Most of the first stage focuses on laying down tile for the exterior and the ground floor. As with the entire modular line, the front of the pavement is outlined with a single stud of light grey tile (the curb, if you will), whereas the rest of the pavement/sidewalk is mostly 2×2 dark grey tile. There are also drains placed with silver grates and a couple of 2×2 black plates that will tack down the lamposts.
The center of the square has a fountain, and this stage applies the decorative white and dark blue tile around the reddish brown plate. On top of the plates, light grey shields are placed, flanked with modified black brick. On top of these, black and light grey tiles are positioned to finish the fountain design for now.
On the right, plates and tiles outline the footprint of the bakery. Black brick forms the basis of the counter, and light grey brick and tile make the curved entrance.
At the back, the outline is laid for the flower shop with an intricate design of white and dark tan tiles interspersed with 1×1 light tan plates. There are a series of light grey jumpers placed that will hold the windows and doors.
On the left, the most significant footprint is made for the cafe with light yellow tiles. Some light grey jumpers are also placed for the windows and to mark out areas for placing internal structures. The doorway for the cafe uses dark blue and tan tiles to create a similar design to the cake shop entranceway.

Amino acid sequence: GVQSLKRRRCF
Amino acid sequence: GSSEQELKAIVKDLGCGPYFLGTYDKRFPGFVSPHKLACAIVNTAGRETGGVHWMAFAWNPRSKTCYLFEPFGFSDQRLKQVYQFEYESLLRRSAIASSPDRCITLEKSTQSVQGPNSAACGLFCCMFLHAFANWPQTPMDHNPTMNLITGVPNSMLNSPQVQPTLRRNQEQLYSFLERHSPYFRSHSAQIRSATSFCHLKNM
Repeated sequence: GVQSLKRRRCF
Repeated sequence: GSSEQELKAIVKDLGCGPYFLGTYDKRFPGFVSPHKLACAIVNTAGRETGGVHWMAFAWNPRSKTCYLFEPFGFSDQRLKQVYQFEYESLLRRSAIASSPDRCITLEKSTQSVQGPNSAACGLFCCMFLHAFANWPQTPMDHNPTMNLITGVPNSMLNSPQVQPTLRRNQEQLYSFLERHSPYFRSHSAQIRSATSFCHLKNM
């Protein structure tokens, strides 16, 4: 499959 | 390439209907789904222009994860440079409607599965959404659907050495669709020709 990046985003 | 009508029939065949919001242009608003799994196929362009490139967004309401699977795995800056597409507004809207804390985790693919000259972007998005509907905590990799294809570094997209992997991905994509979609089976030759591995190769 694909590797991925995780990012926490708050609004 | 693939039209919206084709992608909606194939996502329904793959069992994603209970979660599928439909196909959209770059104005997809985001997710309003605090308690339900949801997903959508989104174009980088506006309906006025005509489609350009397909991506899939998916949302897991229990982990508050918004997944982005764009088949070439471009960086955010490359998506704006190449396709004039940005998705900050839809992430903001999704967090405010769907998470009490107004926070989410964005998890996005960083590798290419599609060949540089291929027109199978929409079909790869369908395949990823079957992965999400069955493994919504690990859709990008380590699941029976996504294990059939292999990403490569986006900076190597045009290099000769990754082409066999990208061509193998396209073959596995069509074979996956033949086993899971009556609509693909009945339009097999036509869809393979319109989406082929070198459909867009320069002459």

The exterior of the buildings all have one layer of brick placed, so at the end of stage one, you can see the size and scope of Assembly Square.
Finally, the stage is complete with a mini-build of a red stroller. I love the part usage here, and it is as cute as anything I have seen in Lego. It’s odd to build these accessories early, but it is something Lego tends to do. I prefer to create them at the end so they aren’t “in the way” during the rest of the build.
Stage two is just as large, with many pieces! Quickly, the flower shop is the focus, and it only takes a few parts to see the interior come alive. Straightforward plate and tile building construct the counter, complete with a till, money tile, and an encased plant. On the back wall, there is s parrot on a stand as well as a flower display. Simple flower elements on the green plant limbs in the corner create the shop’s inventory. Our first minifigure also appears – the shopkeeper with a simple design.